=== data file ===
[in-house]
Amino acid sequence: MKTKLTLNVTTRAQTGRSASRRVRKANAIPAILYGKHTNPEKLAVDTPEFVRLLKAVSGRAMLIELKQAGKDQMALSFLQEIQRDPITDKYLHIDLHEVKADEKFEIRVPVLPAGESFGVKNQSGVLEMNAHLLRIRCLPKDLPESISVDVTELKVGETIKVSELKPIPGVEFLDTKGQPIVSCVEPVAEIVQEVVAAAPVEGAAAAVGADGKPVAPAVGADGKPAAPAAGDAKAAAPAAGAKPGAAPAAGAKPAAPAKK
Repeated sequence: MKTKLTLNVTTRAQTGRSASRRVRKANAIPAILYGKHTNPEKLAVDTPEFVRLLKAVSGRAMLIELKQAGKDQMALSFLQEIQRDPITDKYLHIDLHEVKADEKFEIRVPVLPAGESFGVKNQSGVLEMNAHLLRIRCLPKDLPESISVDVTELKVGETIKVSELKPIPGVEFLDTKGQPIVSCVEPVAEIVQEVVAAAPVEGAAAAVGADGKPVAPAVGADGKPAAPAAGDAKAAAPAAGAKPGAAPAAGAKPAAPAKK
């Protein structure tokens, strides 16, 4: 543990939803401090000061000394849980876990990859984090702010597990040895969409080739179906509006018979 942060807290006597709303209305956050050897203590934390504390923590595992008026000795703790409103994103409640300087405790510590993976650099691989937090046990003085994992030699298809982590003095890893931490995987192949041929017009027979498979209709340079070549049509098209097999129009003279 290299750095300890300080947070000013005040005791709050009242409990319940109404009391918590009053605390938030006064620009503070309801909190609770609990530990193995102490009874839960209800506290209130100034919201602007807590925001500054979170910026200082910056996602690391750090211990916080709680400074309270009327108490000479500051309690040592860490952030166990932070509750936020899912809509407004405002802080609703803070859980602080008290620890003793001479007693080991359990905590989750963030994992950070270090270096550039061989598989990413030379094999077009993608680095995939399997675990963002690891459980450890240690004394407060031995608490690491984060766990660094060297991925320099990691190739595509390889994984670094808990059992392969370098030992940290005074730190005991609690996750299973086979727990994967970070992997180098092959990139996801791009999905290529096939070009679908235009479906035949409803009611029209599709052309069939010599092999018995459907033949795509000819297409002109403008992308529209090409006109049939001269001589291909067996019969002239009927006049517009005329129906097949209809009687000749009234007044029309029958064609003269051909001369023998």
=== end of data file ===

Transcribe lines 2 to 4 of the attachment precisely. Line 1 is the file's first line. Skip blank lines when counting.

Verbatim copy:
Amino acid sequence: MKTKLTLNVTTRAQTGRSASRRVRKANAIPAILYGKHTNPEKLAVDTPEFVRLLKAVSGRAMLIELKQAGKDQMALSFLQEIQRDPITDKYLHIDLHEVKADEKFEIRVPVLPAGESFGVKNQSGVLEMNAHLLRIRCLPKDLPESISVDVTELKVGETIKVSELKPIPGVEFLDTKGQPIVSCVEPVAEIVQEVVAAAPVEGAAAAVGADGKPVAPAVGADGKPAAPAAGDAKAAAPAAGAKPGAAPAAGAKPAAPAKK
Repeated sequence: MKTKLTLNVTTRAQTGRSASRRVRKANAIPAILYGKHTNPEKLAVDTPEFVRLLKAVSGRAMLIELKQAGKDQMALSFLQEIQRDPITDKYLHIDLHEVKADEKFEIRVPVLPAGESFGVKNQSGVLEMNAHLLRIRCLPKDLPESISVDVTELKVGETIKVSELKPIPGVEFLDTKGQPIVSCVEPVAEIVQEVVAAAPVEGAAAAVGADGKPVAPAVGADGKPAAPAAGDAKAAAPAAGAKPGAAPAAGAKPAAPAKK
């Protein structure tokens, strides 16, 4: 543990939803401090000061000394849980876990990859984090702010597990040895969409080739179906509006018979 942060807290006597709303209305956050050897203590934390504390923590595992008026000795703790409103994103409640300087405790510590993976650099691989937090046990003085994992030699298809982590003095890893931490995987192949041929017009027979498979209709340079070549049509098209097999129009003279 290299750095300890300080947070000013005040005791709050009242409990319940109404009391918590009053605390938030006064620009503070309801909190609770609990530990193995102490009874839960209800506290209130100034919201602007807590925001500054979170910026200082910056996602690391750090211990916080709680400074309270009327108490000479500051309690040592860490952030166990932070509750936020899912809509407004405002802080609703803070859980602080008290620890003793001479007693080991359990905590989750963030994992950070270090270096550039061989598989990413030379094999077009993608680095995939399997675990963002690891459980450890240690004394407060031995608490690491984060766990660094060297991925320099990691190739595509390889994984670094808990059992392969370098030992940290005074730190005991609690996750299973086979727990994967970070992997180098092959990139996801791009999905290529096939070009679908235009479906035949409803009611029209599709052309069939010599092999018995459907033949795509000819297409002109403008992308529209090409006109049939001269001589291909067996019969002239009927006049517009005329129906097949209809009687000749009234007044029309029958064609003269051909001369023998």